[00110] A wide range of lubricating oil base stocks known in the art can be used in conjunction with the CCSV-boosting base stock in the lubricating oil formulations of the present disclosure, as primary base stock or co-base stock. Such other base stocks can be either derived from natural resources or synthetic, including un-refined, refined, or re-refined oils. Un-refined oil base stocks include shale oil obtained directly from retorting operations, petroleum oil obtained directly from primary distillation, and ester oil obtained directly from a natural source (such as plant matters and animal tissues) or directly from a chemical esterification process. Refined oil base stocks are those un-refined base stocks further subjected to one or more purification steps such as solvent extraction, secondary distillation, acid extraction, base extraction, filtration, and percolation to improve the at least one lubricating oil property. Re-refined oil base stocks are obtained by processes analogous to refined oils but using an oil that has been previously used as a feed stock.

[00111] API Groups I, II, III, IV and V are broad categories of base stocks developed and defined by the American Petroleum Institute (API Publication 1509; www.API.org) to create guidelines for lubricant base stocks. Group I base stocks generally have a viscosity index of from about 80 to 120 and contain greater than about 0.03% sulfur and less than about 90% saturates. Group II base stocks generally have a viscosity index of from about 80 to 120, and contain less than or equal to about 0.03% sulfur and greater than or equal to about 90% saturates. Group III base stocks generally have a viscosity index greater than about 120 and contains less than or equal to about 0.03% sulfur and greater than about 90% saturates. Group IV includes polyalphaolefins (PAO). Group V base stocks include base stocks not included in Groups I- IV. The table below summarizes properties of each of these five groups.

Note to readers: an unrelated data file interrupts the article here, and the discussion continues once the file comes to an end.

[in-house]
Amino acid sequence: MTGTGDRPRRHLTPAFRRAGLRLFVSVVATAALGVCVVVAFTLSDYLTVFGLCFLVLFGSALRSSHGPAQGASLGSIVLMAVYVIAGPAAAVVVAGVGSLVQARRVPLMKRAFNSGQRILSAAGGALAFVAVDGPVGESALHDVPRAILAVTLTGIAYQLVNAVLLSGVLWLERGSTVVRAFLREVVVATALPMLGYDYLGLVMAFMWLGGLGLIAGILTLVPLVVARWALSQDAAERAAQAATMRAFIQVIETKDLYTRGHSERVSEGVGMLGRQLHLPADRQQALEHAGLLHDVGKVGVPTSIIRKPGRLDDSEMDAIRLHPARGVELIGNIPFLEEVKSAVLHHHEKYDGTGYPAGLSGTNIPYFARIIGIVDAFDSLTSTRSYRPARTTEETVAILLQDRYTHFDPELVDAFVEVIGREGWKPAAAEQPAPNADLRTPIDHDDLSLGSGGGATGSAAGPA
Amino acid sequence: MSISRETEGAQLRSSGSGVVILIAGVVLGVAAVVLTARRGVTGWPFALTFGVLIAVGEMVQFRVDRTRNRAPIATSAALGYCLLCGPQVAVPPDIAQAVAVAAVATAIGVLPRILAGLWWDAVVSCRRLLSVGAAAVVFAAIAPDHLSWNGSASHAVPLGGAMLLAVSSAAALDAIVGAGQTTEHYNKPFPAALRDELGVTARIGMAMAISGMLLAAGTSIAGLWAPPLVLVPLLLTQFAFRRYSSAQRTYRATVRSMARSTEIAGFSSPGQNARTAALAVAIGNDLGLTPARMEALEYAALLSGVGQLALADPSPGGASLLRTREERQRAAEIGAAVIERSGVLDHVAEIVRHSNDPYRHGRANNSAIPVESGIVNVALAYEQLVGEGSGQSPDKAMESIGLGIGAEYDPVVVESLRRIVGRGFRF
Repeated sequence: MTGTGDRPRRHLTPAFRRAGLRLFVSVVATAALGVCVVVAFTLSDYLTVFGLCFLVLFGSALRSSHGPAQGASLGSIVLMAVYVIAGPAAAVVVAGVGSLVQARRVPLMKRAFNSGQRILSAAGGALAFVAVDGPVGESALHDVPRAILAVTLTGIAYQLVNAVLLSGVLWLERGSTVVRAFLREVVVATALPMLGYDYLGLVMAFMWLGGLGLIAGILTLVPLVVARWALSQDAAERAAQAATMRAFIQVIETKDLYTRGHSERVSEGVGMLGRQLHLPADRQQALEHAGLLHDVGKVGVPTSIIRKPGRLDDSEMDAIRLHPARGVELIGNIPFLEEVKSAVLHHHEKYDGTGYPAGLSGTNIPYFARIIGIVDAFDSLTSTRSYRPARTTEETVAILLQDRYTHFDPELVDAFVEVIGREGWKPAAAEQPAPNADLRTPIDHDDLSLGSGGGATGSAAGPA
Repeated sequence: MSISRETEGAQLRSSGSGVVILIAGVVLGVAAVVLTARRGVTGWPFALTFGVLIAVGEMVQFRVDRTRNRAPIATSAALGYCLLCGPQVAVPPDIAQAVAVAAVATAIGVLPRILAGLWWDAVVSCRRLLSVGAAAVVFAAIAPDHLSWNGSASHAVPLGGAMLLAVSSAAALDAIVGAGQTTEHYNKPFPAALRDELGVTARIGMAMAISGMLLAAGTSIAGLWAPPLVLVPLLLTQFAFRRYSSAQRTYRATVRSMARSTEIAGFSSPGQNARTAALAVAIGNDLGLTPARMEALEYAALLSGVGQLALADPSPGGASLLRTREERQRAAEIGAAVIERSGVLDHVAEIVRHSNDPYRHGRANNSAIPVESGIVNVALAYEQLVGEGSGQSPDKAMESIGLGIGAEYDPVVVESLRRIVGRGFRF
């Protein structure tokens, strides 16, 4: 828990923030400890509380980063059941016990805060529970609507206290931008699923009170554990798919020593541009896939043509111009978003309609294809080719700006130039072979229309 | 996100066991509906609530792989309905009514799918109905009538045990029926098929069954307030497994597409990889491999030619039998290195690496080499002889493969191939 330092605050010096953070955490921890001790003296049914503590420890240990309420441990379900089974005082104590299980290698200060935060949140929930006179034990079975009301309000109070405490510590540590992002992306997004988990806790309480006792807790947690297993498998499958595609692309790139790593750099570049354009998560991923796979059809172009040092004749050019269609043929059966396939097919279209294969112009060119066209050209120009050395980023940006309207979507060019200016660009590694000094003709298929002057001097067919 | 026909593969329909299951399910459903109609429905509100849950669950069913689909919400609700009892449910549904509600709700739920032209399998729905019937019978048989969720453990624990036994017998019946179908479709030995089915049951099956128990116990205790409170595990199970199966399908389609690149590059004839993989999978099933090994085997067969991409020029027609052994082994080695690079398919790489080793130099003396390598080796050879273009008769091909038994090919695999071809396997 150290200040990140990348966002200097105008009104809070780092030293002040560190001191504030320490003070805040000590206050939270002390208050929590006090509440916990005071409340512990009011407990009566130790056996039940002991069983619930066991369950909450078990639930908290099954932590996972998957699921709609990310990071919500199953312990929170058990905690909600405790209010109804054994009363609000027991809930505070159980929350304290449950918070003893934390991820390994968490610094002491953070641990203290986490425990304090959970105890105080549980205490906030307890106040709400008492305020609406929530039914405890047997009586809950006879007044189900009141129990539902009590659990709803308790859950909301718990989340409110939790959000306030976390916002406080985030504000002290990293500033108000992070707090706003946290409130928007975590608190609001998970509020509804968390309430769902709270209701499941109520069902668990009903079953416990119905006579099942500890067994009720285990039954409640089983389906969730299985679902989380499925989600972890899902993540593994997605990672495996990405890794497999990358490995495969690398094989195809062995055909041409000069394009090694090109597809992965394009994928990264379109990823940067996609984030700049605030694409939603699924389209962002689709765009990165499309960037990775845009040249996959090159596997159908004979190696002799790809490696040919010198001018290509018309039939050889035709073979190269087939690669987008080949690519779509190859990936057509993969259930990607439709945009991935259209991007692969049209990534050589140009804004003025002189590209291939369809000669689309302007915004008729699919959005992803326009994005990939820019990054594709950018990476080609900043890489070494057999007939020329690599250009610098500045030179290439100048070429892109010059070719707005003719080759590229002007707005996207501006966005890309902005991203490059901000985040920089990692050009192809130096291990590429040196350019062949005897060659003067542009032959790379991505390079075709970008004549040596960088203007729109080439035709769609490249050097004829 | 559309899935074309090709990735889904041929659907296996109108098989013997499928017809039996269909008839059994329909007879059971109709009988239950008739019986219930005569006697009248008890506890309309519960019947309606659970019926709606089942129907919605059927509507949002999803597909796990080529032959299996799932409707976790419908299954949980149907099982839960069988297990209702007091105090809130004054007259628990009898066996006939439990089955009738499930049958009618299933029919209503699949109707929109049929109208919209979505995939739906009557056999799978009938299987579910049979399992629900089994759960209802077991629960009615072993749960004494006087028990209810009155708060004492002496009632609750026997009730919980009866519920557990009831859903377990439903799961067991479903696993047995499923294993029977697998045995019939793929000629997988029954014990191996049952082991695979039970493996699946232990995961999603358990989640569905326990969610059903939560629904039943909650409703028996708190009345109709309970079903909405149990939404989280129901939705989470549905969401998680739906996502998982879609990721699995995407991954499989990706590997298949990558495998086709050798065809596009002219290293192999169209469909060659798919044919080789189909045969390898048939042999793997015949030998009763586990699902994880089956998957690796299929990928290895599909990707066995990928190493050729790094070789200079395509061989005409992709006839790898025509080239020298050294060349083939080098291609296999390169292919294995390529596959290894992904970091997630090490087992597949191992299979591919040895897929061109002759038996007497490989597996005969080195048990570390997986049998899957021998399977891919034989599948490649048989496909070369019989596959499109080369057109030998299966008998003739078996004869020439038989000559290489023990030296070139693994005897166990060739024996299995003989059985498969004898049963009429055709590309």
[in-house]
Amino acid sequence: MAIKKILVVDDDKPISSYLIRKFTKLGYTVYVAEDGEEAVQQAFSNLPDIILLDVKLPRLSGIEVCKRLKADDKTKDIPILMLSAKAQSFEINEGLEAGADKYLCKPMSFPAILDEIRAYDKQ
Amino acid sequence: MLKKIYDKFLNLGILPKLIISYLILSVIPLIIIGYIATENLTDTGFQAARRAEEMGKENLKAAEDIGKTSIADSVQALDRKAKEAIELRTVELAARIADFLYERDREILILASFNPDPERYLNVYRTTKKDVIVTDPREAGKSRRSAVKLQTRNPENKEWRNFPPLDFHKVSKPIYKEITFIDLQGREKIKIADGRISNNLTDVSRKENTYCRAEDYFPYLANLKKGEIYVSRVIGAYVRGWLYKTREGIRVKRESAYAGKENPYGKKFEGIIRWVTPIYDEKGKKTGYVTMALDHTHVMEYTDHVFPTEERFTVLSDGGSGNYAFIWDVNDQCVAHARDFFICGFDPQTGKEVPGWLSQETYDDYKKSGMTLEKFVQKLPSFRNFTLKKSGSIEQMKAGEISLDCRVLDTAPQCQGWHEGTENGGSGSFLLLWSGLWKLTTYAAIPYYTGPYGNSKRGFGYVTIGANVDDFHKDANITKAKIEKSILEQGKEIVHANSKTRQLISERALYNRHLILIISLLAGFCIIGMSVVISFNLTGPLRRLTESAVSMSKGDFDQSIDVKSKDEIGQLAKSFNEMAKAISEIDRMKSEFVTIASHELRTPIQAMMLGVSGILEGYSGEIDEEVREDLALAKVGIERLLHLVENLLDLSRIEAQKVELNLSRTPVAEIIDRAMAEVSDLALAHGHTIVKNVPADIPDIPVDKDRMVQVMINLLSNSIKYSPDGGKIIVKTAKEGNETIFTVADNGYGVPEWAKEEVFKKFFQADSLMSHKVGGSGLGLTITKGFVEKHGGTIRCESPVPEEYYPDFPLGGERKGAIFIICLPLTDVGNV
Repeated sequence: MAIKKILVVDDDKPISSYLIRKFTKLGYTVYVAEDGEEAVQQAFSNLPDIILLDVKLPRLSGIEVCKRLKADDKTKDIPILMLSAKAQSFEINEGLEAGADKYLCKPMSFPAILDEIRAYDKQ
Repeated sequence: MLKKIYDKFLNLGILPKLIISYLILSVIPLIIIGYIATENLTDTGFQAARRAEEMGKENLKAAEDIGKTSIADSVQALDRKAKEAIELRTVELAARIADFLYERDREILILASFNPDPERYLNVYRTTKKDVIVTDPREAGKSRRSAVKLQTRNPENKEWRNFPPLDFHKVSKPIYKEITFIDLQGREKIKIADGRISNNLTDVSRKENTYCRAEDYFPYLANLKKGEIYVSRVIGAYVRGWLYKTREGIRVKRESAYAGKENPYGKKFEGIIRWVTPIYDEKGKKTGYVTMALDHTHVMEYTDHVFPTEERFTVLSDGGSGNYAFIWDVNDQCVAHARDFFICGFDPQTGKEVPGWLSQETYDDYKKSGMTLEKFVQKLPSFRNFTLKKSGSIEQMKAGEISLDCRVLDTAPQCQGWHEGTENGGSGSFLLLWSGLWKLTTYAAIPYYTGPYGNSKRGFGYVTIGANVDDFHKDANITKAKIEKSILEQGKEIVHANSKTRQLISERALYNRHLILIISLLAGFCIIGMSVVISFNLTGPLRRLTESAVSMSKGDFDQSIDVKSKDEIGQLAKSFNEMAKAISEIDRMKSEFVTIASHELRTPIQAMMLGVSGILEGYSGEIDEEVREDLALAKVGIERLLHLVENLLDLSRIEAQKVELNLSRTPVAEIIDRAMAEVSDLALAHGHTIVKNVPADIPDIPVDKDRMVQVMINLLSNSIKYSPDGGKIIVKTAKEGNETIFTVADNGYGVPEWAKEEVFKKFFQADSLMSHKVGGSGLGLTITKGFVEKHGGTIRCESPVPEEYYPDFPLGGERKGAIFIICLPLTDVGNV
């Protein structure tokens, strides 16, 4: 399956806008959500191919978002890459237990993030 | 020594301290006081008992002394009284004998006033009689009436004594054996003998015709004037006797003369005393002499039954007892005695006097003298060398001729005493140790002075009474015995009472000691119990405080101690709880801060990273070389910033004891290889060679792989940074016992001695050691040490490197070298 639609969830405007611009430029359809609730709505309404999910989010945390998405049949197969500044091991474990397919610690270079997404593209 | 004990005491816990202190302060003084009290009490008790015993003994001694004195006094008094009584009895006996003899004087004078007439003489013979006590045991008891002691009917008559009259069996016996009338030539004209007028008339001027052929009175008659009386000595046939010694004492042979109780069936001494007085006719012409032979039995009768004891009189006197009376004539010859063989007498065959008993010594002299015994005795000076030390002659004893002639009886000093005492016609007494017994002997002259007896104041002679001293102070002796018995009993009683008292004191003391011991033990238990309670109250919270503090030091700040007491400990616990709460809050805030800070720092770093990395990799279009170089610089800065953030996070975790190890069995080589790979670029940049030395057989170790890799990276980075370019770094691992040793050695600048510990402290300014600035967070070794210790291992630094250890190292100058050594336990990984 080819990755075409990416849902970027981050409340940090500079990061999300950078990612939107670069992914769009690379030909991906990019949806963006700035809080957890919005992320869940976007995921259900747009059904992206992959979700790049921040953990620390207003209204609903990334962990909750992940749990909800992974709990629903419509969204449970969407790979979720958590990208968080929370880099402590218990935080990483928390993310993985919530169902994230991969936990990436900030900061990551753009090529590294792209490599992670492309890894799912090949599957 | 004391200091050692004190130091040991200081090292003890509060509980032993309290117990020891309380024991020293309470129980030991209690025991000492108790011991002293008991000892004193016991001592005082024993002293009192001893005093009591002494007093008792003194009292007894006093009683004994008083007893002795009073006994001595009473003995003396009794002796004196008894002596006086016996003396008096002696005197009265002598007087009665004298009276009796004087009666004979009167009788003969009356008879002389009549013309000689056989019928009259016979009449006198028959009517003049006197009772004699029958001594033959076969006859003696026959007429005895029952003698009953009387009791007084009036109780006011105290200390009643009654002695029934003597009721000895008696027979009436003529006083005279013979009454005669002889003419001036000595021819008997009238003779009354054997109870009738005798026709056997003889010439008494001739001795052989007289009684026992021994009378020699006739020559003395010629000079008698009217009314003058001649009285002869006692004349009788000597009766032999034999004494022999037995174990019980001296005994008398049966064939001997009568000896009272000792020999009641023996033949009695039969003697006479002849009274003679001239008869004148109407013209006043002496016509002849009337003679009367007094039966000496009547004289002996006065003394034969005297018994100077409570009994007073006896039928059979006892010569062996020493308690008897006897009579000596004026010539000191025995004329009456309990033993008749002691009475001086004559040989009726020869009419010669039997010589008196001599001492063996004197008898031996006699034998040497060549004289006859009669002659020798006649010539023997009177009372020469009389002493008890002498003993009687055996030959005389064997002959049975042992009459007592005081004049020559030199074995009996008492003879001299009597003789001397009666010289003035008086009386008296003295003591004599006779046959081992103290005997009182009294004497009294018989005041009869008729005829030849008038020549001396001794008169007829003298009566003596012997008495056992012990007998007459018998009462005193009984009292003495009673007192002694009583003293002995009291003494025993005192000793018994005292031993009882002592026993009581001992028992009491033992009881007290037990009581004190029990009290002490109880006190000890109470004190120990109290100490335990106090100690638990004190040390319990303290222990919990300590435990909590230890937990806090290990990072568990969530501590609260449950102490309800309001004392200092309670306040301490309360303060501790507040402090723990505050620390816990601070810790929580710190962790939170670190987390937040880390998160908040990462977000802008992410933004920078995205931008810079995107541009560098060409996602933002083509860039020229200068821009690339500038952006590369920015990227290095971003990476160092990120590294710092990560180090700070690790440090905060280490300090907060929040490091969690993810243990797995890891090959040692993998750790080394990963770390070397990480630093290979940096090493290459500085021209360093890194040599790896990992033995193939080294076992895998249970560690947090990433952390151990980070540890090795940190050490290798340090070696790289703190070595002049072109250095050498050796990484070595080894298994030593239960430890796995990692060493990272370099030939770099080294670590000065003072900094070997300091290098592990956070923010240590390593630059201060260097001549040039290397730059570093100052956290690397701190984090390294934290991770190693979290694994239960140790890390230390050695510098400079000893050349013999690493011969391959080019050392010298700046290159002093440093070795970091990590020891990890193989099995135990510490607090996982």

Figure imgf000027_0001

[00112] Natural oils include animal oils (e.g., lard), vegetable oils (e.g., castor oil), and mineral oils. Animal and vegetable oils possessing favorable thermal oxidative stability can be used. Of the natural oils, mineral oils are preferred. Mineral oils vary widely as to their crude source, e.g., as to whether they are paraffinic, naphthenic, or mixed paraffinic-naphthenic. Oils derived from coal or shale are also useful in the present disclosure. Natural oils vary also as to the method used for their production and purification, e.g., their distillation range and whether they are straight run or cracked, hydrorefined, or solvent extracted.

[00113] Group II and/or Group III base stocks are generally hydroprocessed or hydrocracked base stocks derived from crude oil refining processes.